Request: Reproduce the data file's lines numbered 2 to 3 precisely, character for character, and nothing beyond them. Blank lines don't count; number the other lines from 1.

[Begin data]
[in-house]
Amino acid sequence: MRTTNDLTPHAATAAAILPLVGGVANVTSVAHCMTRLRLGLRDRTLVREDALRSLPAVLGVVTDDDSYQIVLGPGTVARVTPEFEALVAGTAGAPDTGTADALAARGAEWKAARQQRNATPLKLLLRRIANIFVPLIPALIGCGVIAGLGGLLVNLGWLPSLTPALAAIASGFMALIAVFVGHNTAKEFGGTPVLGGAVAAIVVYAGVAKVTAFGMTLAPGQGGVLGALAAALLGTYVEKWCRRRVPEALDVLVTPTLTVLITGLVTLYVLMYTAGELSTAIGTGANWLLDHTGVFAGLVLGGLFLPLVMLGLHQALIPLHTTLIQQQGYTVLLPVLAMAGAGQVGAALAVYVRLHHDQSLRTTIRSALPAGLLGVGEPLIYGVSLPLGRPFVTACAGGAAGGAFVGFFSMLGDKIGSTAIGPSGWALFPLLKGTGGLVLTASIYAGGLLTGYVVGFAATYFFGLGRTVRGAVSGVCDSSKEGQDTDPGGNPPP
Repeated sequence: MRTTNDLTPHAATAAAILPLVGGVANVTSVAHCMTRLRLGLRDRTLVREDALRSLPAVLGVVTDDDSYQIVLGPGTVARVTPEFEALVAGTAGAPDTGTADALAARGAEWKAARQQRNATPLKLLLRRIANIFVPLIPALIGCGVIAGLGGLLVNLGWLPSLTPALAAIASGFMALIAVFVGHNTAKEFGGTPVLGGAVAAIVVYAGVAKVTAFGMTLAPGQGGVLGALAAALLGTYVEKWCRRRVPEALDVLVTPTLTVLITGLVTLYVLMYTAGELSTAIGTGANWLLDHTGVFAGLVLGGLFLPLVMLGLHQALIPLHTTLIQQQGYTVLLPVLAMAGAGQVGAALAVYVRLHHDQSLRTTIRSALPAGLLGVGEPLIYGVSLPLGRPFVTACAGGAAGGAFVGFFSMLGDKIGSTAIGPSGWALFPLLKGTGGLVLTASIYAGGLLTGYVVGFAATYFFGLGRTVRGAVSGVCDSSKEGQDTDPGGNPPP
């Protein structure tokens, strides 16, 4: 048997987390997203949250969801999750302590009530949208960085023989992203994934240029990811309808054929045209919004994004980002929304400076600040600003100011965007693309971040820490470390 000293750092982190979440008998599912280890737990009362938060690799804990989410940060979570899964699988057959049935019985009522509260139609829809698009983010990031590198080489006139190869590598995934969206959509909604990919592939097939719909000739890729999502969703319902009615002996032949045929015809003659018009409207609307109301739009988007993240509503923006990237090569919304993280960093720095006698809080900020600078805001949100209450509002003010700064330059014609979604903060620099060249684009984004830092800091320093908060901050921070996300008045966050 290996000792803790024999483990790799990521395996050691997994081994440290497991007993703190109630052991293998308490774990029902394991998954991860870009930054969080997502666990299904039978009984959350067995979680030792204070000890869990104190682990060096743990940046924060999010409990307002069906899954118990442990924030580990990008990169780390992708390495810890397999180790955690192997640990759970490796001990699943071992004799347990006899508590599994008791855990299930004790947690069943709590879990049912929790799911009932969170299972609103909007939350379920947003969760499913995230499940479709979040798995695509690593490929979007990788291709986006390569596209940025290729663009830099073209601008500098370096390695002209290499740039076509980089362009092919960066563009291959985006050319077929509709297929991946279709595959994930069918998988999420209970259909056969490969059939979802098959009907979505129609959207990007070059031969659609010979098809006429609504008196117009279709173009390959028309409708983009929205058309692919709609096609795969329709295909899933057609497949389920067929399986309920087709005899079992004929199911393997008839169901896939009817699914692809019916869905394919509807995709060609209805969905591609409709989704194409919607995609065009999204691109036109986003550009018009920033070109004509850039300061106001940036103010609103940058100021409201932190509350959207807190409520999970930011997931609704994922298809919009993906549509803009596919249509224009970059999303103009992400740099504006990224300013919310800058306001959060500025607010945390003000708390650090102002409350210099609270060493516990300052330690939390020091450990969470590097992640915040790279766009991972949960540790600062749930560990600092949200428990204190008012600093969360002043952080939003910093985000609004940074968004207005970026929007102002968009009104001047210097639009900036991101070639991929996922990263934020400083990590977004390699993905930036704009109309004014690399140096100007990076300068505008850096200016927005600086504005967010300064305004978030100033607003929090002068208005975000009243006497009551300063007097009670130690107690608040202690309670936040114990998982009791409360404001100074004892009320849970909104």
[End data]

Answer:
Amino acid sequence: MRTTNDLTPHAATAAAILPLVGGVANVTSVAHCMTRLRLGLRDRTLVREDALRSLPAVLGVVTDDDSYQIVLGPGTVARVTPEFEALVAGTAGAPDTGTADALAARGAEWKAARQQRNATPLKLLLRRIANIFVPLIPALIGCGVIAGLGGLLVNLGWLPSLTPALAAIASGFMALIAVFVGHNTAKEFGGTPVLGGAVAAIVVYAGVAKVTAFGMTLAPGQGGVLGALAAALLGTYVEKWCRRRVPEALDVLVTPTLTVLITGLVTLYVLMYTAGELSTAIGTGANWLLDHTGVFAGLVLGGLFLPLVMLGLHQALIPLHTTLIQQQGYTVLLPVLAMAGAGQVGAALAVYVRLHHDQSLRTTIRSALPAGLLGVGEPLIYGVSLPLGRPFVTACAGGAAGGAFVGFFSMLGDKIGSTAIGPSGWALFPLLKGTGGLVLTASIYAGGLLTGYVVGFAATYFFGLGRTVRGAVSGVCDSSKEGQDTDPGGNPPP
Repeated sequence: MRTTNDLTPHAATAAAILPLVGGVANVTSVAHCMTRLRLGLRDRTLVREDALRSLPAVLGVVTDDDSYQIVLGPGTVARVTPEFEALVAGTAGAPDTGTADALAARGAEWKAARQQRNATPLKLLLRRIANIFVPLIPALIGCGVIAGLGGLLVNLGWLPSLTPALAAIASGFMALIAVFVGHNTAKEFGGTPVLGGAVAAIVVYAGVAKVTAFGMTLAPGQGGVLGALAAALLGTYVEKWCRRRVPEALDVLVTPTLTVLITGLVTLYVLMYTAGELSTAIGTGANWLLDHTGVFAGLVLGGLFLPLVMLGLHQALIPLHTTLIQQQGYTVLLPVLAMAGAGQVGAALAVYVRLHHDQSLRTTIRSALPAGLLGVGEPLIYGVSLPLGRPFVTACAGGAAGGAFVGFFSMLGDKIGSTAIGPSGWALFPLLKGTGGLVLTASIYAGGLLTGYVVGFAATYFFGLGRTVRGAVSGVCDSSKEGQDTDPGGNPPP